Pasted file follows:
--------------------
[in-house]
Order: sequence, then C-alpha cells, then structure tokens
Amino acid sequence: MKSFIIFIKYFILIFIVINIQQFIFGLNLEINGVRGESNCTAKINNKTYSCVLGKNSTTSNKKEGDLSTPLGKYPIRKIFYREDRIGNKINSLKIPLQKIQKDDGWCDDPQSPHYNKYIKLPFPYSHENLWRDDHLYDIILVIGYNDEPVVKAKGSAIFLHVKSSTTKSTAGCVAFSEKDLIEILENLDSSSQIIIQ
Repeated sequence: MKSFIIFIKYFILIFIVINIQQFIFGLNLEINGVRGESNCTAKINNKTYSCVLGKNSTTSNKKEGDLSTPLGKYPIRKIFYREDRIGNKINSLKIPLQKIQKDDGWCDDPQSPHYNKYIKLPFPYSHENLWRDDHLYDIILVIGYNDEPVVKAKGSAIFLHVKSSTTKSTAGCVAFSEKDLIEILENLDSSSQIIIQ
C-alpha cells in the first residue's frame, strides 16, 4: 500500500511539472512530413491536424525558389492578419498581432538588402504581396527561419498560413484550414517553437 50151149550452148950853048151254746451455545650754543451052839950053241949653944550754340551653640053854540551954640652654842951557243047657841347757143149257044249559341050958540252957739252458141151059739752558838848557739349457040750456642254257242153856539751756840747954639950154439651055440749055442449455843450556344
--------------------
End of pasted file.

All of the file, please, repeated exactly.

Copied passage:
[in-house]
Order: sequence, then C-alpha cells, then structure tokens
Amino acid sequence: MKSFIIFIKYFILIFIVINIQQFIFGLNLEINGVRGESNCTAKINNKTYSCVLGKNSTTSNKKEGDLSTPLGKYPIRKIFYREDRIGNKINSLKIPLQKIQKDDGWCDDPQSPHYNKYIKLPFPYSHENLWRDDHLYDIILVIGYNDEPVVKAKGSAIFLHVKSSTTKSTAGCVAFSEKDLIEILENLDSSSQIIIQ
Repeated sequence: MKSFIIFIKYFILIFIVINIQQFIFGLNLEINGVRGESNCTAKINNKTYSCVLGKNSTTSNKKEGDLSTPLGKYPIRKIFYREDRIGNKINSLKIPLQKIQKDDGWCDDPQSPHYNKYIKLPFPYSHENLWRDDHLYDIILVIGYNDEPVVKAKGSAIFLHVKSSTTKSTAGCVAFSEKDLIEILENLDSSSQIIIQ
C-alpha cells in the first residue's frame, strides 16, 4: 500500500511539472512530413491536424525558389492578419498581432538588402504581396527561419498560413484550414517553437 50151149550452148950853048151254746451455545650754543451052839950053241949653944550754340551653640053854540551954640652654842951557243047657841347757143149257044249559341050958540252957739252458141151059739752558838848557739349457040750456642254257242153856539751756840747954639950154439651055440749055442449455843450556344